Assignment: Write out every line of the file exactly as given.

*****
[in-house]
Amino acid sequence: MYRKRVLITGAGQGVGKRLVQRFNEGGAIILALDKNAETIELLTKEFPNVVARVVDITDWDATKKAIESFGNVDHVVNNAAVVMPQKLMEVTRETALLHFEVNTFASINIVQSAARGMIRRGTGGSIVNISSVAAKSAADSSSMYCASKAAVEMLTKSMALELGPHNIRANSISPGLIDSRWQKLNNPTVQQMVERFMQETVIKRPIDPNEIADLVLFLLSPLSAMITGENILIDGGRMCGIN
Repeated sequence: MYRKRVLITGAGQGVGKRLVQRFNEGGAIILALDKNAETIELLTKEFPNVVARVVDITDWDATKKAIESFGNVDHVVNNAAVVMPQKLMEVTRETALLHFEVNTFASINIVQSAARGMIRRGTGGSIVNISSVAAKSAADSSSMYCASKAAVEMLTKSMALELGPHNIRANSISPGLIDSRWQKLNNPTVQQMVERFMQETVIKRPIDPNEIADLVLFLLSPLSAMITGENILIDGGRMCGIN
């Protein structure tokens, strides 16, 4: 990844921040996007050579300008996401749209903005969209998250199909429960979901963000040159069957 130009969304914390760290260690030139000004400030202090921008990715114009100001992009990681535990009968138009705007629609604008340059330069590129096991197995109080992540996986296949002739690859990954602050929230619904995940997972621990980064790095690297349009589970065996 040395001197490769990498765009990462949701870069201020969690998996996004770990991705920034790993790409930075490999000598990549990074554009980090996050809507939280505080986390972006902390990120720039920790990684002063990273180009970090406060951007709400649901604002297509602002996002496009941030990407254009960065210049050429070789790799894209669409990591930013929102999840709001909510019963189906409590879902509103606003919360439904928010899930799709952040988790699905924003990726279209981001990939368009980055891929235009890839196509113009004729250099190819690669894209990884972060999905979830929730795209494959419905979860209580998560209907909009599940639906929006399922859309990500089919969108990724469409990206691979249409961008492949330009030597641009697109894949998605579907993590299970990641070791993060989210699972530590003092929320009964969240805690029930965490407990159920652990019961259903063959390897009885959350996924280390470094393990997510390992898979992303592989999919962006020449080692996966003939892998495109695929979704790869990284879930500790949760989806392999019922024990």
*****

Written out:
[in-house]
Amino acid sequence: MYRKRVLITGAGQGVGKRLVQRFNEGGAIILALDKNAETIELLTKEFPNVVARVVDITDWDATKKAIESFGNVDHVVNNAAVVMPQKLMEVTRETALLHFEVNTFASINIVQSAARGMIRRGTGGSIVNISSVAAKSAADSSSMYCASKAAVEMLTKSMALELGPHNIRANSISPGLIDSRWQKLNNPTVQQMVERFMQETVIKRPIDPNEIADLVLFLLSPLSAMITGENILIDGGRMCGIN
Repeated sequence: MYRKRVLITGAGQGVGKRLVQRFNEGGAIILALDKNAETIELLTKEFPNVVARVVDITDWDATKKAIESFGNVDHVVNNAAVVMPQKLMEVTRETALLHFEVNTFASINIVQSAARGMIRRGTGGSIVNISSVAAKSAADSSSMYCASKAAVEMLTKSMALELGPHNIRANSISPGLIDSRWQKLNNPTVQQMVERFMQETVIKRPIDPNEIADLVLFLLSPLSAMITGENILIDGGRMCGIN
């Protein structure tokens, strides 16, 4: 990844921040996007050579300008996401749209903005969209998250199909429960979901963000040159069957 130009969304914390760290260690030139000004400030202090921008990715114009100001992009990681535990009968138009705007629609604008340059330069590129096991197995109080992540996986296949002739690859990954602050929230619904995940997972621990980064790095690297349009589970065996 040395001197490769990498765009990462949701870069201020969690998996996004770990991705920034790993790409930075490999000598990549990074554009980090996050809507939280505080986390972006902390990120720039920790990684002063990273180009970090406060951007709400649901604002297509602002996002496009941030990407254009960065210049050429070789790799894209669409990591930013929102999840709001909510019963189906409590879902509103606003919360439904928010899930799709952040988790699905924003990726279209981001990939368009980055891929235009890839196509113009004729250099190819690669894209990884972060999905979830929730795209494959419905979860209580998560209907909009599940639906929006399922859309990500089919969108990724469409990206691979249409961008492949330009030597641009697109894949998605579907993590299970990641070791993060989210699972530590003092929320009964969240805690029930965490407990159920652990019961259903063959390897009885959350996924280390470094393990997510390992898979992303592989999919962006020449080692996966003939892998495109695929979704790869990284879930500790949760989806392999019922024990």